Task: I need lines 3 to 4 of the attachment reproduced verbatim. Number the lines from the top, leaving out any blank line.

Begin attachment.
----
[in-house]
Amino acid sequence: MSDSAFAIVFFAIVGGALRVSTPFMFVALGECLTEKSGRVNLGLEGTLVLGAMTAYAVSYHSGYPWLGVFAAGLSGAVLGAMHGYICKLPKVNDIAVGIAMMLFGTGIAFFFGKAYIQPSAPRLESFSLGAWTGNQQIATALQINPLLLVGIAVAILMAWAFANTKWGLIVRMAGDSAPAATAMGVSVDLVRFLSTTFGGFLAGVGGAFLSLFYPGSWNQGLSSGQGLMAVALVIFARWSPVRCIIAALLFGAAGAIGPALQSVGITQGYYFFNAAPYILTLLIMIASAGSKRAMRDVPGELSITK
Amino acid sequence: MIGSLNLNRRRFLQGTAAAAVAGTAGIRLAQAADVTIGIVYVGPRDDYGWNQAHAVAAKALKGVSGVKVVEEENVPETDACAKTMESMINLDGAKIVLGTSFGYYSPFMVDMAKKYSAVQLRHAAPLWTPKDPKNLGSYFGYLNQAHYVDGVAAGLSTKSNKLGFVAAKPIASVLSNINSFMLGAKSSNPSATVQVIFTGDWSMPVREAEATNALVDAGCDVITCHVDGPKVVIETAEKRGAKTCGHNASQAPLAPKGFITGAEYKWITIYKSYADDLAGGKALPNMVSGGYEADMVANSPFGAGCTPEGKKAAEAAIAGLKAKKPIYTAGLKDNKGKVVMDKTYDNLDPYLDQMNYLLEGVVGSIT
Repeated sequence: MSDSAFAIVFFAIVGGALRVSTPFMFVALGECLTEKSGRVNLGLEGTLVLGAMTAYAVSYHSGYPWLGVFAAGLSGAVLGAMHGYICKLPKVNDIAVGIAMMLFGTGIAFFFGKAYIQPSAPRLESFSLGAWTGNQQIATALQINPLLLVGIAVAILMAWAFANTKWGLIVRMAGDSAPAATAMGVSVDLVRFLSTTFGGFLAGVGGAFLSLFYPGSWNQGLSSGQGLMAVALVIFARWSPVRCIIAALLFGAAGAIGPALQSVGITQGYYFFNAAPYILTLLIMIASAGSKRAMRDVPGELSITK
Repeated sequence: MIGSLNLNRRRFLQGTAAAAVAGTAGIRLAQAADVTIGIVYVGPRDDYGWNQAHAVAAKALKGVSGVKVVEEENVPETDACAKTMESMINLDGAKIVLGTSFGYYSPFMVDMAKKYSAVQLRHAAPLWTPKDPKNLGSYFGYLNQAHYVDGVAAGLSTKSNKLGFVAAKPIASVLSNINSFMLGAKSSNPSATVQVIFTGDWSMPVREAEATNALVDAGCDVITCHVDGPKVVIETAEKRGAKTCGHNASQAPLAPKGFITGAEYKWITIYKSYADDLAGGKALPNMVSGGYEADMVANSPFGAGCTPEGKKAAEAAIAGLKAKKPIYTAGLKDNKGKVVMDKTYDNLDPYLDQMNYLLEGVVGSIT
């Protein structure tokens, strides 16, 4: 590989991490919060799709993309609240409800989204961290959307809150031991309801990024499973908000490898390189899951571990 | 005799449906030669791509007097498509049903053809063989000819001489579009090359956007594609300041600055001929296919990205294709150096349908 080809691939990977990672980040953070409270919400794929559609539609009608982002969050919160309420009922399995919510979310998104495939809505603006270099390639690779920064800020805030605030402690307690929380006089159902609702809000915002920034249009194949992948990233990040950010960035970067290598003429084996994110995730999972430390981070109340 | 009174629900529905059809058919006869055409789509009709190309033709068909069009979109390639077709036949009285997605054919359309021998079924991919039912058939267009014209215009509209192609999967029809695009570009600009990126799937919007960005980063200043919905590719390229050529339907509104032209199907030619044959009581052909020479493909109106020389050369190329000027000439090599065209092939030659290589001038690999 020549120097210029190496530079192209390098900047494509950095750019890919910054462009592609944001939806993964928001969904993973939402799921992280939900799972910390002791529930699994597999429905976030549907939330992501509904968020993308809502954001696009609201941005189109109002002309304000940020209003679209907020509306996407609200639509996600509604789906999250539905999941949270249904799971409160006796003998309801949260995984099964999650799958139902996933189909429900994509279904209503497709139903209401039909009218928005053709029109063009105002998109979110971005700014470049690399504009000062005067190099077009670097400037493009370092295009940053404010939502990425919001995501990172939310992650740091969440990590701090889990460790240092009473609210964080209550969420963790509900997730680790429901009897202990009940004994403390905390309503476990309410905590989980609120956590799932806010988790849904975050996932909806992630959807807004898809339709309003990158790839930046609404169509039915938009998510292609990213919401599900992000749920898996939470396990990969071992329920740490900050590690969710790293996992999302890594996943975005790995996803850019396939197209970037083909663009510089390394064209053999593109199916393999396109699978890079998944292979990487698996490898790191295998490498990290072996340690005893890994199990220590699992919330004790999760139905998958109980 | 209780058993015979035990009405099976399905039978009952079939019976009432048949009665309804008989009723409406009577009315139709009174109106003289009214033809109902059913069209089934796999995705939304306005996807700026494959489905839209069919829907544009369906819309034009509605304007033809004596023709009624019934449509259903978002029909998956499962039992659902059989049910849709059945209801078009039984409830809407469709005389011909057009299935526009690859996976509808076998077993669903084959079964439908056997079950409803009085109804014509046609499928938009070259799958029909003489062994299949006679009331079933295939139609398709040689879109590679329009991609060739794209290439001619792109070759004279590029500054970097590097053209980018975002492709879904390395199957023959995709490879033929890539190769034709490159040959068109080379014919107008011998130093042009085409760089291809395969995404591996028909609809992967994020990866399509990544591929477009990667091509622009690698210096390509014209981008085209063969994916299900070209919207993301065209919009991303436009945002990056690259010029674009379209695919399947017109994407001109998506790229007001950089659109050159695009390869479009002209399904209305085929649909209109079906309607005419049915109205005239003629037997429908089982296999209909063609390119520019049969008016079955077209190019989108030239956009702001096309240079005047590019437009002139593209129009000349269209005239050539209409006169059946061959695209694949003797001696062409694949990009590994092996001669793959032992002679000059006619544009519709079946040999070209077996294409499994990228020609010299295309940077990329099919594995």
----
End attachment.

Amino acid sequence: MIGSLNLNRRRFLQGTAAAAVAGTAGIRLAQAADVTIGIVYVGPRDDYGWNQAHAVAAKALKGVSGVKVVEEENVPETDACAKTMESMINLDGAKIVLGTSFGYYSPFMVDMAKKYSAVQLRHAAPLWTPKDPKNLGSYFGYLNQAHYVDGVAAGLSTKSNKLGFVAAKPIASVLSNINSFMLGAKSSNPSATVQVIFTGDWSMPVREAEATNALVDAGCDVITCHVDGPKVVIETAEKRGAKTCGHNASQAPLAPKGFITGAEYKWITIYKSYADDLAGGKALPNMVSGGYEADMVANSPFGAGCTPEGKKAAEAAIAGLKAKKPIYTAGLKDNKGKVVMDKTYDNLDPYLDQMNYLLEGVVGSIT
Repeated sequence: MSDSAFAIVFFAIVGGALRVSTPFMFVALGECLTEKSGRVNLGLEGTLVLGAMTAYAVSYHSGYPWLGVFAAGLSGAVLGAMHGYICKLPKVNDIAVGIAMMLFGTGIAFFFGKAYIQPSAPRLESFSLGAWTGNQQIATALQINPLLLVGIAVAILMAWAFANTKWGLIVRMAGDSAPAATAMGVSVDLVRFLSTTFGGFLAGVGGAFLSLFYPGSWNQGLSSGQGLMAVALVIFARWSPVRCIIAALLFGAAGAIGPALQSVGITQGYYFFNAAPYILTLLIMIASAGSKRAMRDVPGELSITK